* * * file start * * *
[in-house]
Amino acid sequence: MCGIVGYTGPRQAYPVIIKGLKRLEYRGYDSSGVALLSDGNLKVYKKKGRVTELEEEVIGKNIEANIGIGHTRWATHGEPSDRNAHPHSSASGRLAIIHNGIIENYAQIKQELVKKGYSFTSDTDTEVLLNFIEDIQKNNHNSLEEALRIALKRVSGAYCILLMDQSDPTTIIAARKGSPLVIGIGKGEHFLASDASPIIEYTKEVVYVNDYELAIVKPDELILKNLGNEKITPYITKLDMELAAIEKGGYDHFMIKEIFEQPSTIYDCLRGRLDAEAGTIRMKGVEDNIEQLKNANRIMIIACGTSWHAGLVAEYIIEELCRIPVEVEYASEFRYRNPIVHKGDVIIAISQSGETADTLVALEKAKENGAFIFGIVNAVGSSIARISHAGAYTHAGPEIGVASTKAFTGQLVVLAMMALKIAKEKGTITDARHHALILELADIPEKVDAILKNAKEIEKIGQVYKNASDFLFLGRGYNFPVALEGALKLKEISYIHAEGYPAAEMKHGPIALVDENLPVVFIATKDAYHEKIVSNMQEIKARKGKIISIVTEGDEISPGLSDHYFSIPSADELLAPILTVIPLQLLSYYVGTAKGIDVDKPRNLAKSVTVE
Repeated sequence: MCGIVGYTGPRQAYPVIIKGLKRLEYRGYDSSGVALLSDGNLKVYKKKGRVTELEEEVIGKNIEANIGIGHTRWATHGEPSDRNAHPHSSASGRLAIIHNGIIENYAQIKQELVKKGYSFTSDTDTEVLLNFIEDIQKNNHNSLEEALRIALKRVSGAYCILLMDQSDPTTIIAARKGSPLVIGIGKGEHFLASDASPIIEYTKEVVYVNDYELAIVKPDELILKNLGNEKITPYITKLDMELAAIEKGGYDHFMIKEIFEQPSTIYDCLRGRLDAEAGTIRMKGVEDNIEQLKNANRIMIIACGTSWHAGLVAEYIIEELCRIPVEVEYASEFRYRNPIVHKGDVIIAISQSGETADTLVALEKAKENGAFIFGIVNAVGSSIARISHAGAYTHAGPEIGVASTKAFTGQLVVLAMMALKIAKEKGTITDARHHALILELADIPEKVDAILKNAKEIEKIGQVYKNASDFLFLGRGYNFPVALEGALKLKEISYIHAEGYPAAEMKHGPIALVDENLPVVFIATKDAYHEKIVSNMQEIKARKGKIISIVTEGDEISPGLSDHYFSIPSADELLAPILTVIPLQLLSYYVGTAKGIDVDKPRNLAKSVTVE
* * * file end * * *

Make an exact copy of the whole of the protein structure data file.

[in-house]
Amino acid sequence: MCGIVGYTGPRQAYPVIIKGLKRLEYRGYDSSGVALLSDGNLKVYKKKGRVTELEEEVIGKNIEANIGIGHTRWATHGEPSDRNAHPHSSASGRLAIIHNGIIENYAQIKQELVKKGYSFTSDTDTEVLLNFIEDIQKNNHNSLEEALRIALKRVSGAYCILLMDQSDPTTIIAARKGSPLVIGIGKGEHFLASDASPIIEYTKEVVYVNDYELAIVKPDELILKNLGNEKITPYITKLDMELAAIEKGGYDHFMIKEIFEQPSTIYDCLRGRLDAEAGTIRMKGVEDNIEQLKNANRIMIIACGTSWHAGLVAEYIIEELCRIPVEVEYASEFRYRNPIVHKGDVIIAISQSGETADTLVALEKAKENGAFIFGIVNAVGSSIARISHAGAYTHAGPEIGVASTKAFTGQLVVLAMMALKIAKEKGTITDARHHALILELADIPEKVDAILKNAKEIEKIGQVYKNASDFLFLGRGYNFPVALEGALKLKEISYIHAEGYPAAEMKHGPIALVDENLPVVFIATKDAYHEKIVSNMQEIKARKGKIISIVTEGDEISPGLSDHYFSIPSADELLAPILTVIPLQLLSYYVGTAKGIDVDKPRNLAKSVTVE
Repeated sequence: MCGIVGYTGPRQAYPVIIKGLKRLEYRGYDSSGVALLSDGNLKVYKKKGRVTELEEEVIGKNIEANIGIGHTRWATHGEPSDRNAHPHSSASGRLAIIHNGIIENYAQIKQELVKKGYSFTSDTDTEVLLNFIEDIQKNNHNSLEEALRIALKRVSGAYCILLMDQSDPTTIIAARKGSPLVIGIGKGEHFLASDASPIIEYTKEVVYVNDYELAIVKPDELILKNLGNEKITPYITKLDMELAAIEKGGYDHFMIKEIFEQPSTIYDCLRGRLDAEAGTIRMKGVEDNIEQLKNANRIMIIACGTSWHAGLVAEYIIEELCRIPVEVEYASEFRYRNPIVHKGDVIIAISQSGETADTLVALEKAKENGAFIFGIVNAVGSSIARISHAGAYTHAGPEIGVASTKAFTGQLVVLAMMALKIAKEKGTITDARHHALILELADIPEKVDAILKNAKEIEKIGQVYKNASDFLFLGRGYNFPVALEGALKLKEISYIHAEGYPAAEMKHGPIALVDENLPVVFIATKDAYHEKIVSNMQEIKARKGKIISIVTEGDEISPGLSDHYFSIPSADELLAPILTVIPLQLLSYYVGTAKGIDVDKPRNLAKSVTVE